helium is NOT in short supply!
I plan on doing this to a 55gal drum, and a 35gal drum....
see my response above... no photos as the can is at hunting camp a few hours away, and not accessable now due snow
I've used a hammer and hatchet
I have some of these, but no projects in mind. This is nice. I was also thinking a portable rocket griller! One thought. Instead of holes I have gone to cutting louvers in the sides. Far more airflow for better fires! My hunting camp pit needs one good load of wood to get a bed of coals then ANYTHING can burn!I marked lines vertical evenly spaced, even number. Then cut slots between the lines skipping a space so I had a vertical row of slots. With heavy pliers and hammer chisel i ben them so the louvers forced the burning wood and coals to fall in to middle of the pot. I NEVER have burning sticks poking out and falling on the ground! Mine is opened enough that when you look down through the louvers at an angle all you see is a 6x4 inch square hole of air space. But you still have ...
I have some of these, but no projects in mind. This is nice. I was also thinking a portable rocket griller! One thought. Instead of holes I have gone to cutting louvers in the sides. Far more airflow for better fires! My hunting camp pit needs one good load of wood to get a bed of coals then ANYTHING can burn!I marked lines vertical evenly spaced, even number. Then cut slots between the lines skipping a space so I had a vertical row of slots. With heavy pliers and hammer chisel i ben them so the louvers forced the burning wood and coals to fall in to middle of the pot. I NEVER have burning sticks poking out and falling on the ground! Mine is opened enough that when you look down through the louvers at an angle all you see is a 6x4 inch square hole of air space. But you still have the heat holding capability. Try it once and you will never go back to holes again!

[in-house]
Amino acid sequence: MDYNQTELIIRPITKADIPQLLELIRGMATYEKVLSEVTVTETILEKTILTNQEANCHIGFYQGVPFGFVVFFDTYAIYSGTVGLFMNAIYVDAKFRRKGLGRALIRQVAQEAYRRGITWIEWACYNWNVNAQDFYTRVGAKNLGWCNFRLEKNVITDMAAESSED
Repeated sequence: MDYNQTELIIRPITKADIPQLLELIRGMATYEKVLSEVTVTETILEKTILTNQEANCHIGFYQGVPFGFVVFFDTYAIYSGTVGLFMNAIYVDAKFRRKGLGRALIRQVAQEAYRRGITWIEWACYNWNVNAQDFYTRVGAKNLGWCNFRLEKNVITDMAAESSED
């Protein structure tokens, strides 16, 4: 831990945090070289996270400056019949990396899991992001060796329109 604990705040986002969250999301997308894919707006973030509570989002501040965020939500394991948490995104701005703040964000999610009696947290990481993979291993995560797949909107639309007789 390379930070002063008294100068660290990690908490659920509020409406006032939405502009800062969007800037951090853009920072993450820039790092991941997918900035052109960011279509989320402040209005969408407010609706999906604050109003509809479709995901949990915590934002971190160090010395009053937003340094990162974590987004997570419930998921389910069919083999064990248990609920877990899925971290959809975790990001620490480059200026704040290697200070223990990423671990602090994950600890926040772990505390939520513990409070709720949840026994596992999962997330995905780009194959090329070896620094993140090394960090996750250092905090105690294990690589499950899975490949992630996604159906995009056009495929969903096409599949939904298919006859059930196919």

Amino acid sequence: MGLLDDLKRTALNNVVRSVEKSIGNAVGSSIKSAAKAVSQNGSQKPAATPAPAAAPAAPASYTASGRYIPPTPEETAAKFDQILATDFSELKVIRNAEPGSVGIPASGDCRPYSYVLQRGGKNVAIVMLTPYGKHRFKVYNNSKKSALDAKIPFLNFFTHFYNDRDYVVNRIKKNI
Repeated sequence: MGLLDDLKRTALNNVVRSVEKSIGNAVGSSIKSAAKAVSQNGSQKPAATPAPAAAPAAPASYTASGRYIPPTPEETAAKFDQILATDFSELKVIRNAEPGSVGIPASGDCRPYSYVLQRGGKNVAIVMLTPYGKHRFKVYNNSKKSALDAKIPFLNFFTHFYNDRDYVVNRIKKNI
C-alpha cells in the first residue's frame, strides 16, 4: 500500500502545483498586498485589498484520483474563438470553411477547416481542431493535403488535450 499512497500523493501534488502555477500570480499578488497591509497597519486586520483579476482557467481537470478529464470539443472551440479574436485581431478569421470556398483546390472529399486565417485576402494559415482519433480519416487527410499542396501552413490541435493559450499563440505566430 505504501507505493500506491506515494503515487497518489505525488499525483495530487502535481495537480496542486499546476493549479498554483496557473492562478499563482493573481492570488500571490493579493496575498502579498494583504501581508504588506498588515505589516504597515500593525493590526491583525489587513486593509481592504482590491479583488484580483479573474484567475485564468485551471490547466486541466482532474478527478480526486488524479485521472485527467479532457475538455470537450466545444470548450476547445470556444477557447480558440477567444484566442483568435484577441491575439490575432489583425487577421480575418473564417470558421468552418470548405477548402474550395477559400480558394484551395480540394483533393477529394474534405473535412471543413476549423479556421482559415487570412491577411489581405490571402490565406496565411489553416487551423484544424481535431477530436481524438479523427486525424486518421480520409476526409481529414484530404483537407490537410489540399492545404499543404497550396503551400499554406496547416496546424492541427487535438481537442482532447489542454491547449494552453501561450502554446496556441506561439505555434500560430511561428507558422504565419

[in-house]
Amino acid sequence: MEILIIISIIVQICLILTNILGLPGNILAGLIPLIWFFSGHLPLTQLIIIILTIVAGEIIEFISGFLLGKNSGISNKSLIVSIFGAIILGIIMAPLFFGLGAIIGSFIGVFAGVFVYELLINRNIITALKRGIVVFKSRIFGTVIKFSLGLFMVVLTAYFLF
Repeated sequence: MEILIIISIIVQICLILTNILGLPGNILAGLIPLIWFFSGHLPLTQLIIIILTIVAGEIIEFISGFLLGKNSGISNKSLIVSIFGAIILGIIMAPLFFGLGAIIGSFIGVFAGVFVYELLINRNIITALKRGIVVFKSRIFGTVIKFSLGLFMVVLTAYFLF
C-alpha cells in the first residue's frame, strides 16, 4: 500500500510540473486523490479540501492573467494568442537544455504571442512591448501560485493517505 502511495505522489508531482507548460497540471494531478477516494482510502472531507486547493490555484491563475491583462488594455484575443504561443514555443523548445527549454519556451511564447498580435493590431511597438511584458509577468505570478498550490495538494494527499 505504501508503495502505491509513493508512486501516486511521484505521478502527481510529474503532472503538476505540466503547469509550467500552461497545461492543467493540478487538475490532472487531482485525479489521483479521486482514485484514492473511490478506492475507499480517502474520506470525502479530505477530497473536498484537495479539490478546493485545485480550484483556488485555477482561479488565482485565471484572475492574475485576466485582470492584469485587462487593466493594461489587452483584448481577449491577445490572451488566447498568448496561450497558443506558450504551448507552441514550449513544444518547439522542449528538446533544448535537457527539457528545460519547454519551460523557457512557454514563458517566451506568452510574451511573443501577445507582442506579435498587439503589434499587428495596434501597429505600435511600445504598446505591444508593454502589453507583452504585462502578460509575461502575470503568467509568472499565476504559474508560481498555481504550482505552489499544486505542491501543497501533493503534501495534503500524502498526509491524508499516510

my understanding from talking with folks who have lived in teepees, if you use a liner, you peg it to the ground, and run it up the inside, then when you stretch out the outside cover, you peg it so there are a couple inches above the ground to allow air flow.this helps pull the smoke out the top, and keep everything below the top of the liner pretty smoke free.Also, setting up teepee was woman's work. Men would never help, as the women take GREAT pride in their home
with the pin out, the trigger group is removed by tilting it up from the rear/butt end.there are tabs that hold the front/barrel end in the receiver
I found there is no reason to, unless you need to clean in it.... I have not found an easy way to take one apart.perhaps they have made them disassemblable over the last 30 years.
absolutelyI have had two of these, and did exactly that.I used a fine stone to knock off all the edges, and an extra fine to polish all the sides that make contact with other metal.upon reassembly, I had oiled it all up, and when totally assembled, I worked the slide a few thousand times watching a movie.after that, I have NEVER had a jam or cartridge hang up. (Wish I could say the same thing about the Remington Wingmasters or 870's)
a shotgun is not a weapon, it is a tool with a specific purpose.an aluminum bat is more a weapon than a 12ga shotgun